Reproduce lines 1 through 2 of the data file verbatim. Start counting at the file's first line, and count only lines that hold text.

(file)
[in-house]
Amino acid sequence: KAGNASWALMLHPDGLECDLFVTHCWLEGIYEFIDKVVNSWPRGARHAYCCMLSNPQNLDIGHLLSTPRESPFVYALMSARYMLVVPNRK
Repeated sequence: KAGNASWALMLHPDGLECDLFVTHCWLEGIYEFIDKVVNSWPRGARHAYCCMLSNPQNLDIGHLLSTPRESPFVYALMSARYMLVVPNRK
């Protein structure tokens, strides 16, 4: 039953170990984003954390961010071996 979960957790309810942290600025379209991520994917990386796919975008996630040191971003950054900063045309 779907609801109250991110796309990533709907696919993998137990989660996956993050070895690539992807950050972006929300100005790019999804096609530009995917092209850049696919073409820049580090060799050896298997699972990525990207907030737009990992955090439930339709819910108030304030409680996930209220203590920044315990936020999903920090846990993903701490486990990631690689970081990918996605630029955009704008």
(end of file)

[in-house]
Amino acid sequence: KAGNASWALMLHPDGLECDLFVTHCWLEGIYEFIDKVVNSWPRGARHAYCCMLSNPQNLDIGHLLSTPRESPFVYALMSARYMLVVPNRK